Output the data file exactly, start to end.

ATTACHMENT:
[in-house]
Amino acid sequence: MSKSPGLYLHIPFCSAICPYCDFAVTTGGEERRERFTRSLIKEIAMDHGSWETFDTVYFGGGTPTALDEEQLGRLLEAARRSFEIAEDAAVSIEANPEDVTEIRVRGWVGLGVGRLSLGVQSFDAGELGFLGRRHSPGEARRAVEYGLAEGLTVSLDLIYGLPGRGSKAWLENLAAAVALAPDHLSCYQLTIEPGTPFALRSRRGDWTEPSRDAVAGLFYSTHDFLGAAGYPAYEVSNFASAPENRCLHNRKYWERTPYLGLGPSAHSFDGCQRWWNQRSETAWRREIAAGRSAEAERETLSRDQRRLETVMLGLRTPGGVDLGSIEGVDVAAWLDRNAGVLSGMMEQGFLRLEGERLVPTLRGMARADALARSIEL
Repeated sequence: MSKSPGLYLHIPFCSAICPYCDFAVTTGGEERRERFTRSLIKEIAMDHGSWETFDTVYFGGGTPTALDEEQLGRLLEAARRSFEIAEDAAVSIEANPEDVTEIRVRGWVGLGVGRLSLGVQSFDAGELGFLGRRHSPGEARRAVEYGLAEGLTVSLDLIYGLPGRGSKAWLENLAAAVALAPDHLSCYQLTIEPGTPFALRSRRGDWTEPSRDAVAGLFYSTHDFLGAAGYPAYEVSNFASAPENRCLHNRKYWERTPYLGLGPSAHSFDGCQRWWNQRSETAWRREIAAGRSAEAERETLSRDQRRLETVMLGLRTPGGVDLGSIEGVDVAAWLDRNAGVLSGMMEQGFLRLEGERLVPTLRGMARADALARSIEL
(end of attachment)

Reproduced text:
[in-house]
Amino acid sequence: MSKSPGLYLHIPFCSAICPYCDFAVTTGGEERRERFTRSLIKEIAMDHGSWETFDTVYFGGGTPTALDEEQLGRLLEAARRSFEIAEDAAVSIEANPEDVTEIRVRGWVGLGVGRLSLGVQSFDAGELGFLGRRHSPGEARRAVEYGLAEGLTVSLDLIYGLPGRGSKAWLENLAAAVALAPDHLSCYQLTIEPGTPFALRSRRGDWTEPSRDAVAGLFYSTHDFLGAAGYPAYEVSNFASAPENRCLHNRKYWERTPYLGLGPSAHSFDGCQRWWNQRSETAWRREIAAGRSAEAERETLSRDQRRLETVMLGLRTPGGVDLGSIEGVDVAAWLDRNAGVLSGMMEQGFLRLEGERLVPTLRGMARADALARSIEL
Repeated sequence: MSKSPGLYLHIPFCSAICPYCDFAVTTGGEERRERFTRSLIKEIAMDHGSWETFDTVYFGGGTPTALDEEQLGRLLEAARRSFEIAEDAAVSIEANPEDVTEIRVRGWVGLGVGRLSLGVQSFDAGELGFLGRRHSPGEARRAVEYGLAEGLTVSLDLIYGLPGRGSKAWLENLAAAVALAPDHLSCYQLTIEPGTPFALRSRRGDWTEPSRDAVAGLFYSTHDFLGAAGYPAYEVSNFASAPENRCLHNRKYWERTPYLGLGPSAHSFDGCQRWWNQRSETAWRREIAAGRSAEAERETLSRDQRRLETVMLGLRTPGGVDLGSIEGVDVAAWLDRNAGVLSGMMEQGFLRLEGERLVPTLRGMARADALARSIEL